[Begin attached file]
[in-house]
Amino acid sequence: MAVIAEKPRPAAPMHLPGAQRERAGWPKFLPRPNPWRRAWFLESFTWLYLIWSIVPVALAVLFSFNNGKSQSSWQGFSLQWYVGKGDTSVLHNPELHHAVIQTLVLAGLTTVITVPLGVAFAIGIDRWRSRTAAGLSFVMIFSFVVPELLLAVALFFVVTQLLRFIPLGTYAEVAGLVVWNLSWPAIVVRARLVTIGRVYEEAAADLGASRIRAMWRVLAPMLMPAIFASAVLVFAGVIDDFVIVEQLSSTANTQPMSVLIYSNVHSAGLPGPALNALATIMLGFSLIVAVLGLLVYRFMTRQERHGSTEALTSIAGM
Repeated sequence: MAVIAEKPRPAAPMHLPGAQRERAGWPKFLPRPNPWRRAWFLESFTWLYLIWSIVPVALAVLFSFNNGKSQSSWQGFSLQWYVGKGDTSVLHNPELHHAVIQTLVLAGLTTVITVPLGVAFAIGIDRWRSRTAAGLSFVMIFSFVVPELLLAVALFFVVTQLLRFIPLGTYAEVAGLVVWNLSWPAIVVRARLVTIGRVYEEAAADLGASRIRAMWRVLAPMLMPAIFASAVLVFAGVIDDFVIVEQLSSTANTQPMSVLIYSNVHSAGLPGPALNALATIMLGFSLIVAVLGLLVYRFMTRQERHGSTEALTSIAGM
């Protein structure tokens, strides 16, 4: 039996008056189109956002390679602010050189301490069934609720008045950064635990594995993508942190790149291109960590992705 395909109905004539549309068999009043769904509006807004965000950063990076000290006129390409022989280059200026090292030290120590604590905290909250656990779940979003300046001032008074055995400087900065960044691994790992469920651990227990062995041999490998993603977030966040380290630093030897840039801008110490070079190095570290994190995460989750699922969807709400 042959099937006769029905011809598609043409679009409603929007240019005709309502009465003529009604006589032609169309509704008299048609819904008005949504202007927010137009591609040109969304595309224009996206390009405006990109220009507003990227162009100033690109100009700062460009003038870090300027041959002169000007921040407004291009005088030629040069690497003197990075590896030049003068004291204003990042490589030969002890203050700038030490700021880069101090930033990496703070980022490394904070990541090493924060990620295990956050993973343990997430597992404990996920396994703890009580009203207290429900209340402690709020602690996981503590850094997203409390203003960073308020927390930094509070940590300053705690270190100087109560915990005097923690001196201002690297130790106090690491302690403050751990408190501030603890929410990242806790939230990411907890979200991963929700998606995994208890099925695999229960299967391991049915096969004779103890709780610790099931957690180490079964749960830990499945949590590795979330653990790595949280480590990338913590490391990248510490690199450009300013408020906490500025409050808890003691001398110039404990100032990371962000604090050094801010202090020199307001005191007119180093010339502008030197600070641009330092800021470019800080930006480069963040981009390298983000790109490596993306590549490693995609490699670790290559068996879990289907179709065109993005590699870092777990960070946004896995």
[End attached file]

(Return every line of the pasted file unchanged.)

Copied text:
[in-house]
Amino acid sequence: MAVIAEKPRPAAPMHLPGAQRERAGWPKFLPRPNPWRRAWFLESFTWLYLIWSIVPVALAVLFSFNNGKSQSSWQGFSLQWYVGKGDTSVLHNPELHHAVIQTLVLAGLTTVITVPLGVAFAIGIDRWRSRTAAGLSFVMIFSFVVPELLLAVALFFVVTQLLRFIPLGTYAEVAGLVVWNLSWPAIVVRARLVTIGRVYEEAAADLGASRIRAMWRVLAPMLMPAIFASAVLVFAGVIDDFVIVEQLSSTANTQPMSVLIYSNVHSAGLPGPALNALATIMLGFSLIVAVLGLLVYRFMTRQERHGSTEALTSIAGM
Repeated sequence: MAVIAEKPRPAAPMHLPGAQRERAGWPKFLPRPNPWRRAWFLESFTWLYLIWSIVPVALAVLFSFNNGKSQSSWQGFSLQWYVGKGDTSVLHNPELHHAVIQTLVLAGLTTVITVPLGVAFAIGIDRWRSRTAAGLSFVMIFSFVVPELLLAVALFFVVTQLLRFIPLGTYAEVAGLVVWNLSWPAIVVRARLVTIGRVYEEAAADLGASRIRAMWRVLAPMLMPAIFASAVLVFAGVIDDFVIVEQLSSTANTQPMSVLIYSNVHSAGLPGPALNALATIMLGFSLIVAVLGLLVYRFMTRQERHGSTEALTSIAGM
């Protein structure tokens, strides 16, 4: 039996008056189109956002390679602010050189301490069934609720008045950064635990594995993508942190790149291109960590992705 395909109905004539549309068999009043769904509006807004965000950063990076000290006129390409022989280059200026090292030290120590604590905290909250656990779940979003300046001032008074055995400087900065960044691994790992469920651990227990062995041999490998993603977030966040380290630093030897840039801008110490070079190095570290994190995460989750699922969807709400 042959099937006769029905011809598609043409679009409603929007240019005709309502009465003529009604006589032609169309509704008299048609819904008005949504202007927010137009591609040109969304595309224009996206390009405006990109220009507003990227162009100033690109100009700062460009003038870090300027041959002169000007921040407004291009005088030629040069690497003197990075590896030049003068004291204003990042490589030969002890203050700038030490700021880069101090930033990496703070980022490394904070990541090493924060990620295990956050993973343990997430597992404990996920396994703890009580009203207290429900209340402690709020602690996981503590850094997203409390203003960073308020927390930094509070940590300053705690270190100087109560915990005097923690001196201002690297130790106090690491302690403050751990408190501030603890929410990242806790939230990411907890979200991963929700998606995994208890099925695999229960299967391991049915096969004779103890709780610790099931957690180490079964749960830990499945949590590795979330653990790595949280480590990338913590490391990248510490690199450009300013408020906490500025409050808890003691001398110039404990100032990371962000604090050094801010202090020199307001005191007119180093010339502008030197600070641009330092800021470019800080930006480069963040981009390298983000790109490596993306590549490693995609490699670790290559068996879990289907179709065109993005590699870092777990960070946004896995």